Frontal Sinus Fractures

Updated: Nov 03, 2015
  • Author: Travis T Tollefson, MD, MPH, FACS; Chief Editor: Arlen D Meyers, MD, MBA  more...
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Overview

Background

The frontal sinus (FS) is extremely resilient to injury. However, high-velocity impacts, such as motor vehicle accidents and assaults, can result in FS fractures. The potential for intracranial injuries, aesthetic deformities, and late mucocele formation is high. The treatment goals of FS fractures are an accurate diagnosis, avoidance of short- and long-term complications, return of normal sinus function, and reestablishment of the premorbid facial contour. The treating physician must have a concise algorithm for diagnosis and treatment of these injuries.

See the image below.

Diagram of frontal sinus development. Diagram of frontal sinus development.
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Epidemiology

Frequency

Frontal sinus (FS) fractures account for 5-12% of all facial fractures.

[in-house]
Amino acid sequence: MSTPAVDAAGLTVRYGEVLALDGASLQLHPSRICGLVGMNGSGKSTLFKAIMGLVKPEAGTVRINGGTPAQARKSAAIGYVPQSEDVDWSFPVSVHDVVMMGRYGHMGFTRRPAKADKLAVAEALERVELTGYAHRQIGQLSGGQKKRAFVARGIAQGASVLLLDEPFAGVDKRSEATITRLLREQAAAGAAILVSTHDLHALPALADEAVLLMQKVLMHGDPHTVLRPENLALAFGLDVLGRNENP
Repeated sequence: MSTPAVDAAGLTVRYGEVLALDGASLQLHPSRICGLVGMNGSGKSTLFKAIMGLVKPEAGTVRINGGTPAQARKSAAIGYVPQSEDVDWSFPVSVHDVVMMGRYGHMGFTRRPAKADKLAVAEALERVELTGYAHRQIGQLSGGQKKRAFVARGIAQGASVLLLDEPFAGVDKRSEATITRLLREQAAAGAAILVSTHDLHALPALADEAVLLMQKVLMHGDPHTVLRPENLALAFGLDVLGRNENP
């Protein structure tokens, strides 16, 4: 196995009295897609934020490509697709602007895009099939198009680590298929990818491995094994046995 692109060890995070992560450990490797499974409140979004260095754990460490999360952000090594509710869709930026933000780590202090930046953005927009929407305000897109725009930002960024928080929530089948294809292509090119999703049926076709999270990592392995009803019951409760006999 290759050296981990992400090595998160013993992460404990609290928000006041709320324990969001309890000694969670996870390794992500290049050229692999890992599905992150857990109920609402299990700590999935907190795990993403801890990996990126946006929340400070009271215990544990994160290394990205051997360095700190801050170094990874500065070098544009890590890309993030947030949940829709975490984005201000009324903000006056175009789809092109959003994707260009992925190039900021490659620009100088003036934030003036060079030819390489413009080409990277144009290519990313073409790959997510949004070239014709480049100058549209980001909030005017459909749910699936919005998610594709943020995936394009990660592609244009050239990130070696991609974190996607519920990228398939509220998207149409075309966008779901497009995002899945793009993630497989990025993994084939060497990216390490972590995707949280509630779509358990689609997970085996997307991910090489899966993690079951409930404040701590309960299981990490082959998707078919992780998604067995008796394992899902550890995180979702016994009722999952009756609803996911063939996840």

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Etiology

Motor vehicle accidents account for 71% of frontal sinus (FS) fractures, assaults account for 10%, industrial accidents account for 5%, recreational accidents account for 4%, and other causes (eg, gunshot) account for 6%.

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Pathophysiology

Isolated anterior table fractures account for 33-39% of frontal sinus (FS) fractures. Combined fractures of the anterior table, posterior table, and/or nasofrontal recess (NFR), also termed the nasofrontal outflow tract, appear in 55-67% of cases. Isolated posterior table injuries are rare (< 6%), but the status of the displacement of the fractures and the patency of the nasofrontal recess must still be accessed. [1]